Vintage clothing shopping is a longtime love of mine, dating all the way back to high school. Some combination of Courtney Love’s vintage baby doll dresses, Audrey Hepburn’s costumes in basically every movie and FX’s The Collectibles Show (I think I was the only one to watch this show!) inspired my interest in vintage clothing. My mom and I spent many weekends hunting antique stores, thrift stores and yard sales in search for vintage clothing. Here are five tips I’ve picked up over the years to help you on your own vintage clothing shopping adventures.
1. Check for Stains, Rips, Holes
Look over your potential vintage treasure and check for stains, discoloration, and holes. You don’t want to discover any disappointing surprises after you’ve made a purchase.
Some issues, like ripped seams, are easily and inexpensively repaired. Holes in the middle of a garment, like the one below, are much harder and more expensive to repair. Is the stain in an inconspicuous spot? Or does it look like something you can wash out? Discoloration (like pit stains) is much harder to remove and should be avoided. Evaluate any imperfections and decide if you can live with them.
2. Check the Closures (zippers, buttons and hooks)
Next, investigate the the zippers, buttons and hooks. Are any missing or damaged? Make sure zippers slide up and down easily and are still firmly sewn into the garment. You can repair/replace zippers and buttons but that will add to the cost of the garment. Be sure you are invested enough in the garment to take the time and money for repairs/replacements.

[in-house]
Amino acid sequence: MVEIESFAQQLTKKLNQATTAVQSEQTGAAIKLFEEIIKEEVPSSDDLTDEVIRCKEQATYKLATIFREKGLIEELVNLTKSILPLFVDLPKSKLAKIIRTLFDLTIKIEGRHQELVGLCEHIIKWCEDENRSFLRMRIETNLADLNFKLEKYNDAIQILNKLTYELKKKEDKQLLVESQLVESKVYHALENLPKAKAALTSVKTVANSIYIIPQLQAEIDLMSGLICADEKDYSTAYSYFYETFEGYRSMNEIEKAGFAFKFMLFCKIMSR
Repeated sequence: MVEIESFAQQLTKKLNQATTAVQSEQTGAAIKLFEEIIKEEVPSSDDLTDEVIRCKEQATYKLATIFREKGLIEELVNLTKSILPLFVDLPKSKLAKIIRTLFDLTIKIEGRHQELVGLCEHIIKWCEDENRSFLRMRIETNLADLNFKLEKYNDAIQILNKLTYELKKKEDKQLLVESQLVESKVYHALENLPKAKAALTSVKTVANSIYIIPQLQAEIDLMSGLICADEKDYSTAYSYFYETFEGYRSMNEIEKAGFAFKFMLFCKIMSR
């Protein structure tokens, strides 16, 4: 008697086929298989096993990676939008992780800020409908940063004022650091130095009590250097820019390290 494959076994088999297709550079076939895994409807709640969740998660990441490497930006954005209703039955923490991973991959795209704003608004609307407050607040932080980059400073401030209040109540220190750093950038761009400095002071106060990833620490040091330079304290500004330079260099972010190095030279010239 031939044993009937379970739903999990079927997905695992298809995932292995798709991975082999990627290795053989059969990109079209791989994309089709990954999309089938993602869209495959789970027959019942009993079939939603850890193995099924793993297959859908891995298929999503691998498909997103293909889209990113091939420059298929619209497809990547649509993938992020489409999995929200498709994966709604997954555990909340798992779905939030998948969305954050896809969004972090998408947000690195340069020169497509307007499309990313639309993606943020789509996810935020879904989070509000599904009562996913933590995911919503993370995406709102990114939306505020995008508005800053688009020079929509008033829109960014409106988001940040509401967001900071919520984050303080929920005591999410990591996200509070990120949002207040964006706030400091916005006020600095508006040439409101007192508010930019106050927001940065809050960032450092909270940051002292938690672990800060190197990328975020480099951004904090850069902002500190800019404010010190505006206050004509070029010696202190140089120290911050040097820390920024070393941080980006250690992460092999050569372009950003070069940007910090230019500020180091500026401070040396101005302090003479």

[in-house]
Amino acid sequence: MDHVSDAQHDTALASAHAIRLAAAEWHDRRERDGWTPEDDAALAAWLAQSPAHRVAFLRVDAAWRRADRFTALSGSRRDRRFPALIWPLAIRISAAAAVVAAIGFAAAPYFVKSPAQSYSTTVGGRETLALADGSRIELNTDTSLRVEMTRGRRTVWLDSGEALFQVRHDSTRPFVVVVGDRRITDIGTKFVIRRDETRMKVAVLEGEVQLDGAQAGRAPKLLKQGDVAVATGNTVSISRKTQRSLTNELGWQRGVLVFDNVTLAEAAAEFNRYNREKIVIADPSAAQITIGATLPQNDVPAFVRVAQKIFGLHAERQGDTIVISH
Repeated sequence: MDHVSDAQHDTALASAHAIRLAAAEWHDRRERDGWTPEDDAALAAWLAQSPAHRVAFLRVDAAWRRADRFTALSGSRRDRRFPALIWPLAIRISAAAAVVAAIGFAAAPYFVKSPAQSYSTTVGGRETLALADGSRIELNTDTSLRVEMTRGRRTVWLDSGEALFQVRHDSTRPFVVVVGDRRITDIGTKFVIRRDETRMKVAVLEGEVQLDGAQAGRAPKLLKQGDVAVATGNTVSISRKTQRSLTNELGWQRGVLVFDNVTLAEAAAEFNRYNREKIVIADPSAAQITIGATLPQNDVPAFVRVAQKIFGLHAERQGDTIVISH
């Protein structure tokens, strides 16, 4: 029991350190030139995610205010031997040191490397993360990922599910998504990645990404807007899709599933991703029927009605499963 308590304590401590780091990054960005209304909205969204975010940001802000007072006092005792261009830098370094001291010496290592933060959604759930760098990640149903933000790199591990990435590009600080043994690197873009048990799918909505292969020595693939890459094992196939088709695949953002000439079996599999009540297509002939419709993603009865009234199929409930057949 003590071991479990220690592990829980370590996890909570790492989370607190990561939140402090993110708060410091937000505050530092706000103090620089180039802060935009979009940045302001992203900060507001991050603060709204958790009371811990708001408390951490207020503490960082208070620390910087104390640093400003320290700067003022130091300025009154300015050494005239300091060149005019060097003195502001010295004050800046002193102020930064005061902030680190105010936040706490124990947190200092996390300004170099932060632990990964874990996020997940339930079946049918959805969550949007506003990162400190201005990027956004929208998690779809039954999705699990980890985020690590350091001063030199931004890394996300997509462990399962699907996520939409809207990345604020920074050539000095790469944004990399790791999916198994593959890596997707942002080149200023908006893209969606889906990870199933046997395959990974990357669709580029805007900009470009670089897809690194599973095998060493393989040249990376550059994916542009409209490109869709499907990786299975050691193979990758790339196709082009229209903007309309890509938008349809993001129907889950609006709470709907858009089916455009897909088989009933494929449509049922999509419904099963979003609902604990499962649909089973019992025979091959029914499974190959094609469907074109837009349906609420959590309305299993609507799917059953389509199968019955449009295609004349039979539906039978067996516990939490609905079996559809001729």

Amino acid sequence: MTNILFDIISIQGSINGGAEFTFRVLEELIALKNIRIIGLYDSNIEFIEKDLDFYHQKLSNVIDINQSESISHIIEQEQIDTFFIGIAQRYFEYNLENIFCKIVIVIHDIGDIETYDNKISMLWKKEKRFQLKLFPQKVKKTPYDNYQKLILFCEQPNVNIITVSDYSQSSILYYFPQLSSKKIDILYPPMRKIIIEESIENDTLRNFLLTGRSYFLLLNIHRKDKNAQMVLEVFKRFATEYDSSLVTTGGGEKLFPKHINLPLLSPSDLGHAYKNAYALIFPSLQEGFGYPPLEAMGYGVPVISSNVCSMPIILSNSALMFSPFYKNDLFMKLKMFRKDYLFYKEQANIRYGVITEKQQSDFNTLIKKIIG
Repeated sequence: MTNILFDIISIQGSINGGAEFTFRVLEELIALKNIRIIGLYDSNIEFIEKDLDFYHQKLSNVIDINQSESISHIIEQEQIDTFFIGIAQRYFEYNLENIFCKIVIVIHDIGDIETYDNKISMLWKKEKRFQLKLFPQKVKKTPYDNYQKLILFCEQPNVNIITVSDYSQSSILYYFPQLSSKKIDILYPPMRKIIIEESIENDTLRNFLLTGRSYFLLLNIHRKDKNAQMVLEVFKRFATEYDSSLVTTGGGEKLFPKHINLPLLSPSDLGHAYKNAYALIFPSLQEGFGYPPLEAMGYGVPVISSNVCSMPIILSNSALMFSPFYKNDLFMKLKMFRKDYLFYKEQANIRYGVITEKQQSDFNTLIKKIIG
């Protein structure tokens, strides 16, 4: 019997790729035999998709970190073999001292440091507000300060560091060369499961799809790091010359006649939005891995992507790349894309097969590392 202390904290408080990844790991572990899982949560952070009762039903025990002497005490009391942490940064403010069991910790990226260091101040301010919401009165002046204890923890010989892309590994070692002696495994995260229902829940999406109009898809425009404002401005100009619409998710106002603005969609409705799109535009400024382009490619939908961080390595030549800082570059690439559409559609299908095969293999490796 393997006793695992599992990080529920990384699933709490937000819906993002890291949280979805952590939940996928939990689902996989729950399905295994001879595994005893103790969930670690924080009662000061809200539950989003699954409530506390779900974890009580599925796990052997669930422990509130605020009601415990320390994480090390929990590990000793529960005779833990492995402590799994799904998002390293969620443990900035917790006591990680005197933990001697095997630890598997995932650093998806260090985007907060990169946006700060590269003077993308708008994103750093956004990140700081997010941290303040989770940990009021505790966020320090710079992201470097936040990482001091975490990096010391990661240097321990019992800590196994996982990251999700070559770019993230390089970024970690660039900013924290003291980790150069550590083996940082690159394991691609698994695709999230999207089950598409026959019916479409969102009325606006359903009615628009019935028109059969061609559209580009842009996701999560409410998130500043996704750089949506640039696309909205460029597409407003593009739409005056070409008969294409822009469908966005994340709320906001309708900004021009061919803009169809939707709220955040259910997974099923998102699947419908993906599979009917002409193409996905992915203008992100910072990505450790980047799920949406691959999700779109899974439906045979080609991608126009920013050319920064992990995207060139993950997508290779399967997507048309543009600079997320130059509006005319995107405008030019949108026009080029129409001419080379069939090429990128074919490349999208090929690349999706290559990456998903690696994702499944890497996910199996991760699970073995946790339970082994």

This vintage suit’s closures are all present and in great shape.
3. Check the Insides (linings and facings)
Don’t ignore the inside of your garment! Scrutinize it to see how its internal construction is aging. If it is lined, what’s the condition like? Is it ripped or stained? You might discover that that you’ve found a beautifully constructed garment that outdoes almost anything you can purchase today.
This jacket is fully lined and in great condition! Such nice attention to detail. There is one small place on the armhole (bottom right) where the seam has come undone, but this is easily fixed with a couple of stitches… or more likely ignored!
Vintage clothing presents several issues with sizing. First, you may come across garments that long ago lost their size tags or that were handmade so never had sizing to begin with. Even when properly labeled, sizing in vintage clothing tends to run smaller than what you find in stores today. For example, you might find a vintage dress that is marked size 8, but is closer to a size 2 or 4 today. Whenever possible, try on the garment.
Bring a tape measure with you when shopping at thrift or antique stores that don’t have fitting rooms. Lay the item flat and measure the width of important areas (e.g., bust, waist, hips). Double those numbers to calculate the full measurement. You can compare this with your own measurements to determine if the item of interest will fit. Or you can do what I do, which is hide in the corner and try things on anyway.
5. Consider the What You Would Pay For Something New
You may think the price is too high for a “used” piece of clothing, but if it’s in good shape, consider what you would spend buying something at retail. You may also be looking at something that is more unique and possibly better made (it has survived decades!) than what you could buy at the mall. Check out this citron jacket that is similar to my vintage version. With a price tag of $49.99 at Overstock.com, I saved about $15, plus I have a matching skirt (despite it’s small hole!)
Left. Vintage Jacket & Skirt | $36.00 Right. Spence Cropped Jacket from Overstock.com | $49.99
Happy vintage shopping! Have you purchased any amazing vintage fashion lately?